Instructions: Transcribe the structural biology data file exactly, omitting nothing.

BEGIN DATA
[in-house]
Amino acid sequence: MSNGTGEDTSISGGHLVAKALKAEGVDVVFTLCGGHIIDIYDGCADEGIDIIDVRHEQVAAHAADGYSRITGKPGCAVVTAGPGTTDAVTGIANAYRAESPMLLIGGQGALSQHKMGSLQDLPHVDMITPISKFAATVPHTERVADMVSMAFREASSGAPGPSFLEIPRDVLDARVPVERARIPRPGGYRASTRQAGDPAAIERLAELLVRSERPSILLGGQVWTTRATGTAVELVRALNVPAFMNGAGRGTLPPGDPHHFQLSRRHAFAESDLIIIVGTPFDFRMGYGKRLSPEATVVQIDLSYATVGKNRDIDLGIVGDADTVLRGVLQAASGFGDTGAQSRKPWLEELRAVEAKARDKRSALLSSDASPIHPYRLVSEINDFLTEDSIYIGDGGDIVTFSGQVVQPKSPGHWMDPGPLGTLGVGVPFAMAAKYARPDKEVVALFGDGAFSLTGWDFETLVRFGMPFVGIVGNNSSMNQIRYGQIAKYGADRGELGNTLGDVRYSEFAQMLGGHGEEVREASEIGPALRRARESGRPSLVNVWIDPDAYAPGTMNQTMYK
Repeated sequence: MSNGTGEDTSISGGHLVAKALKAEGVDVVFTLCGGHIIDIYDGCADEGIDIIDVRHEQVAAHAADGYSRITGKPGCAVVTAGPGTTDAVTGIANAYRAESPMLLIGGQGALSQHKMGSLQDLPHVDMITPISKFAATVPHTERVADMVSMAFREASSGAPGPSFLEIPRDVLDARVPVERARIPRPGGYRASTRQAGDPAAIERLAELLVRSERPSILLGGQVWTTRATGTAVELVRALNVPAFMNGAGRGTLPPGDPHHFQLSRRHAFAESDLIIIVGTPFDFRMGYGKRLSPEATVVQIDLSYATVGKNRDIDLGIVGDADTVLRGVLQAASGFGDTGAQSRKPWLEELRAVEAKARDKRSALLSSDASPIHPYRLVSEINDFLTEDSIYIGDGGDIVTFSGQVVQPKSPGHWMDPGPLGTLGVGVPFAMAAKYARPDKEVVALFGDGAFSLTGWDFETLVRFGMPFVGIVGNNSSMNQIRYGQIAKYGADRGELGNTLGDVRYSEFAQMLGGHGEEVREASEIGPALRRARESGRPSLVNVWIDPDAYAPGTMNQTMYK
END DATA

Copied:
[in-house]
Amino acid sequence: MSNGTGEDTSISGGHLVAKALKAEGVDVVFTLCGGHIIDIYDGCADEGIDIIDVRHEQVAAHAADGYSRITGKPGCAVVTAGPGTTDAVTGIANAYRAESPMLLIGGQGALSQHKMGSLQDLPHVDMITPISKFAATVPHTERVADMVSMAFREASSGAPGPSFLEIPRDVLDARVPVERARIPRPGGYRASTRQAGDPAAIERLAELLVRSERPSILLGGQVWTTRATGTAVELVRALNVPAFMNGAGRGTLPPGDPHHFQLSRRHAFAESDLIIIVGTPFDFRMGYGKRLSPEATVVQIDLSYATVGKNRDIDLGIVGDADTVLRGVLQAASGFGDTGAQSRKPWLEELRAVEAKARDKRSALLSSDASPIHPYRLVSEINDFLTEDSIYIGDGGDIVTFSGQVVQPKSPGHWMDPGPLGTLGVGVPFAMAAKYARPDKEVVALFGDGAFSLTGWDFETLVRFGMPFVGIVGNNSSMNQIRYGQIAKYGADRGELGNTLGDVRYSEFAQMLGGHGEEVREASEIGPALRRARESGRPSLVNVWIDPDAYAPGTMNQTMYK
Repeated sequence: MSNGTGEDTSISGGHLVAKALKAEGVDVVFTLCGGHIIDIYDGCADEGIDIIDVRHEQVAAHAADGYSRITGKPGCAVVTAGPGTTDAVTGIANAYRAESPMLLIGGQGALSQHKMGSLQDLPHVDMITPISKFAATVPHTERVADMVSMAFREASSGAPGPSFLEIPRDVLDARVPVERARIPRPGGYRASTRQAGDPAAIERLAELLVRSERPSILLGGQVWTTRATGTAVELVRALNVPAFMNGAGRGTLPPGDPHHFQLSRRHAFAESDLIIIVGTPFDFRMGYGKRLSPEATVVQIDLSYATVGKNRDIDLGIVGDADTVLRGVLQAASGFGDTGAQSRKPWLEELRAVEAKARDKRSALLSSDASPIHPYRLVSEINDFLTEDSIYIGDGGDIVTFSGQVVQPKSPGHWMDPGPLGTLGVGVPFAMAAKYARPDKEVVALFGDGAFSLTGWDFETLVRFGMPFVGIVGNNSSMNQIRYGQIAKYGADRGELGNTLGDVRYSEFAQMLGGHGEEVREASEIGPALRRARESGRPSLVNVWIDPDAYAPGTMNQTMYK